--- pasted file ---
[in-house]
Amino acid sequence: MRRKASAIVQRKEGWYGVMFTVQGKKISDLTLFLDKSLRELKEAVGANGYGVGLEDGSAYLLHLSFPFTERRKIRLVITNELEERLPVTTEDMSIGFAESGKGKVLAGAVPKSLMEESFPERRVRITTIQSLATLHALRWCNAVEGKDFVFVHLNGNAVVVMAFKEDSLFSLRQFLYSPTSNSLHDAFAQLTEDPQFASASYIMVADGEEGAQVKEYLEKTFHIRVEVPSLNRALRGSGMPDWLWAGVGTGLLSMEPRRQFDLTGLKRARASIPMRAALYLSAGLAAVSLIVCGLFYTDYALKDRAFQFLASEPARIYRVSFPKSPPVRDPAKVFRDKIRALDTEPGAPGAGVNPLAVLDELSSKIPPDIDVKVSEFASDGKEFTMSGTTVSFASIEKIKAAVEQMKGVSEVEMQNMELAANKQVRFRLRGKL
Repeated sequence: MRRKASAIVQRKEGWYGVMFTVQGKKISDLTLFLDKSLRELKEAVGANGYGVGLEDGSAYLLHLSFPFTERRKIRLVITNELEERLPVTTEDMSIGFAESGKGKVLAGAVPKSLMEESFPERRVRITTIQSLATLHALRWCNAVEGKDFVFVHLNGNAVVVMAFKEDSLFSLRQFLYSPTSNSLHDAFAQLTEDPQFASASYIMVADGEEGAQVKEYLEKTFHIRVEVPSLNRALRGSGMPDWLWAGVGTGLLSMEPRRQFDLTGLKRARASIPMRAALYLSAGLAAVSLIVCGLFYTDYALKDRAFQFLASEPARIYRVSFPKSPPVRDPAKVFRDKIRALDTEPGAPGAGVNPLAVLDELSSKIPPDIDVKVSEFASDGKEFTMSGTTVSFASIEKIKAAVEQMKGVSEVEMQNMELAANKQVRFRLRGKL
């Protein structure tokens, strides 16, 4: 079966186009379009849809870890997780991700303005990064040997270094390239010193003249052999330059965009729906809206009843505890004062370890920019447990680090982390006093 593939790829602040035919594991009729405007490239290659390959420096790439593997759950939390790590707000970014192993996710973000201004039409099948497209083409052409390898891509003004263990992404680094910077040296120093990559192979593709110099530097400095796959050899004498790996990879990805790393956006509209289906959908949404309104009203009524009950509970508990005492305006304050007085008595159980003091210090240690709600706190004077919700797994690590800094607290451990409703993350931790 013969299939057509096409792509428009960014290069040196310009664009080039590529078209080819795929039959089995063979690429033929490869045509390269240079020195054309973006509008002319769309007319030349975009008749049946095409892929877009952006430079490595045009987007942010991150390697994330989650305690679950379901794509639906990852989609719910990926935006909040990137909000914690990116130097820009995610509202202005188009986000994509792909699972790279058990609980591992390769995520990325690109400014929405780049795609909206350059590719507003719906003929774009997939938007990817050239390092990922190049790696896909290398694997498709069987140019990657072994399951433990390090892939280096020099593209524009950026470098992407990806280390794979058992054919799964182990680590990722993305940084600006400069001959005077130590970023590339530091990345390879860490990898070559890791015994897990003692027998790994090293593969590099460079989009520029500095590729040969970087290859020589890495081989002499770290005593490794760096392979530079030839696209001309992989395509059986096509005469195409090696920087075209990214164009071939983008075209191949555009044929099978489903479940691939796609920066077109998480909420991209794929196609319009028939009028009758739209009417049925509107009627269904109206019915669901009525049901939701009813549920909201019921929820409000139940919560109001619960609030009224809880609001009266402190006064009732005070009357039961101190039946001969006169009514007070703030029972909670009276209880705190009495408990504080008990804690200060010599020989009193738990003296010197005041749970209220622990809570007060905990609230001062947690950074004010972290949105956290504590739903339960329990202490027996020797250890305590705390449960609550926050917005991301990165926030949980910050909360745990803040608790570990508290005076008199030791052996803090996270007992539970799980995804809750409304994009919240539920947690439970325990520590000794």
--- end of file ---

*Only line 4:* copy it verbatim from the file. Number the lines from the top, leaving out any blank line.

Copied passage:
């Protein structure tokens, strides 16, 4: 079966186009379009849809870890997780991700303005990064040997270094390239010193003249052999330059965009729906809206009843505890004062370890920019447990680090982390006093 593939790829602040035919594991009729405007490239290659390959420096790439593997759950939390790590707000970014192993996710973000201004039409099948497209083409052409390898891509003004263990992404680094910077040296120093990559192979593709110099530097400095796959050899004498790996990879990805790393956006509209289906959908949404309104009203009524009950509970508990005492305006304050007085008595159980003091210090240690709600706190004077919700797994690590800094607290451990409703993350931790 013969299939057509096409792509428009960014290069040196310009664009080039590529078209080819795929039959089995063979690429033929490869045509390269240079020195054309973006509008002319769309007319030349975009008749049946095409892929877009952006430079490595045009987007942010991150390697994330989650305690679950379901794509639906990852989609719910990926935006909040990137909000914690990116130097820009995610509202202005188009986000994509792909699972790279058990609980591992390769995520990325690109400014929405780049795609909206350059590719507003719906003929774009997939938007990817050239390092990922190049790696896909290398694997498709069987140019990657072994399951433990390090892939280096020099593209524009950026470098992407990806280390794979058992054919799964182990680590990722993305940084600006400069001959005077130590970023590339530091990345390879860490990898070559890791015994897990003692027998790994090293593969590099460079989009520029500095590729040969970087290859020589890495081989002499770290005593490794760096392979530079030839696209001309992989395509059986096509005469195409090696920087075209990214164009071939983008075209191949555009044929099978489903479940691939796609920066077109998480909420991209794929196609319009028939009028009758739209009417049925509107009627269904109206019915669901009525049901939701009813549920909201019921929820409000139940919560109001619960609030009224809880609001009266402190006064009732005070009357039961101190039946001969006169009514007070703030029972909670009276209880705190009495408990504080008990804690200060010599020989009193738990003296010197005041749970209220622990809570007060905990609230001062947690950074004010972290949105956290504590739903339960329990202490027996020797250890305590705390449960609550926050917005991301990165926030949980910050909360745990803040608790570990508290005076008199030791052996803090996270007992539970799980995804809750409304994009919240539920947690439970325990520590000794």